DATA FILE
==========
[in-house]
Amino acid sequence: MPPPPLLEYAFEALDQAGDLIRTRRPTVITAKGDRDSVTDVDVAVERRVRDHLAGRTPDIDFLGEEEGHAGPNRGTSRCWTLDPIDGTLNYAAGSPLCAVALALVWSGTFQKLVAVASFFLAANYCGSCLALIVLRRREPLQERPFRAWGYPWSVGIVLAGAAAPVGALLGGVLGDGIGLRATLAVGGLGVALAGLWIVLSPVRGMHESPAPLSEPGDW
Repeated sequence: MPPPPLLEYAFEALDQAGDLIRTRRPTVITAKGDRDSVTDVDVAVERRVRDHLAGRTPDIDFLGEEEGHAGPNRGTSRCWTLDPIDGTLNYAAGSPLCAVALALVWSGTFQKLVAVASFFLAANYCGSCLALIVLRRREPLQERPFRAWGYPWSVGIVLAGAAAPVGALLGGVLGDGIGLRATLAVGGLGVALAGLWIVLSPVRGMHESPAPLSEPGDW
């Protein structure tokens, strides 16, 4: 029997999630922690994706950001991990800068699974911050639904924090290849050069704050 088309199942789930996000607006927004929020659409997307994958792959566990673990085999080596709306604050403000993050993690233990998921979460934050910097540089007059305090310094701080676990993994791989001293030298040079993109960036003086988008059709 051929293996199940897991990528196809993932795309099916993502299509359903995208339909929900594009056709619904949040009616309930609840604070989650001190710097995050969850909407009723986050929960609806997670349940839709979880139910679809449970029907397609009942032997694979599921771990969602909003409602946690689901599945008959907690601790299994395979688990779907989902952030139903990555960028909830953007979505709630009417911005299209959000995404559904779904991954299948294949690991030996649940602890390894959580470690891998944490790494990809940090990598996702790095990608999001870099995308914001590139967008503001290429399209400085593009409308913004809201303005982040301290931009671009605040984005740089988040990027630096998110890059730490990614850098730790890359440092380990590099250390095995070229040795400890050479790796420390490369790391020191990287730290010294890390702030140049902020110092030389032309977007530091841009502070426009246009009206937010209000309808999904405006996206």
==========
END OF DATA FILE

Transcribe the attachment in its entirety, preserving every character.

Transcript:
[in-house]
Amino acid sequence: MPPPPLLEYAFEALDQAGDLIRTRRPTVITAKGDRDSVTDVDVAVERRVRDHLAGRTPDIDFLGEEEGHAGPNRGTSRCWTLDPIDGTLNYAAGSPLCAVALALVWSGTFQKLVAVASFFLAANYCGSCLALIVLRRREPLQERPFRAWGYPWSVGIVLAGAAAPVGALLGGVLGDGIGLRATLAVGGLGVALAGLWIVLSPVRGMHESPAPLSEPGDW
Repeated sequence: MPPPPLLEYAFEALDQAGDLIRTRRPTVITAKGDRDSVTDVDVAVERRVRDHLAGRTPDIDFLGEEEGHAGPNRGTSRCWTLDPIDGTLNYAAGSPLCAVALALVWSGTFQKLVAVASFFLAANYCGSCLALIVLRRREPLQERPFRAWGYPWSVGIVLAGAAAPVGALLGGVLGDGIGLRATLAVGGLGVALAGLWIVLSPVRGMHESPAPLSEPGDW
């Protein structure tokens, strides 16, 4: 029997999630922690994706950001991990800068699974911050639904924090290849050069704050 088309199942789930996000607006927004929020659409997307994958792959566990673990085999080596709306604050403000993050993690233990998921979460934050910097540089007059305090310094701080676990993994791989001293030298040079993109960036003086988008059709 051929293996199940897991990528196809993932795309099916993502299509359903995208339909929900594009056709619904949040009616309930609840604070989650001190710097995050969850909407009723986050929960609806997670349940839709979880139910679809449970029907397609009942032997694979599921771990969602909003409602946690689901599945008959907690601790299994395979688990779907989902952030139903990555960028909830953007979505709630009417911005299209959000995404559904779904991954299948294949690991030996649940602890390894959580470690891998944490790494990809940090990598996702790095990608999001870099995308914001590139967008503001290429399209400085593009409308913004809201303005982040301290931009671009605040984005740089988040990027630096998110890059730490990614850098730790890359440092380990590099250390095995070229040795400890050479790796420390490369790391020191990287730290010294890390702030140049902020110092030389032309977007530091841009502070426009246009009206937010209000309808999904405006996206």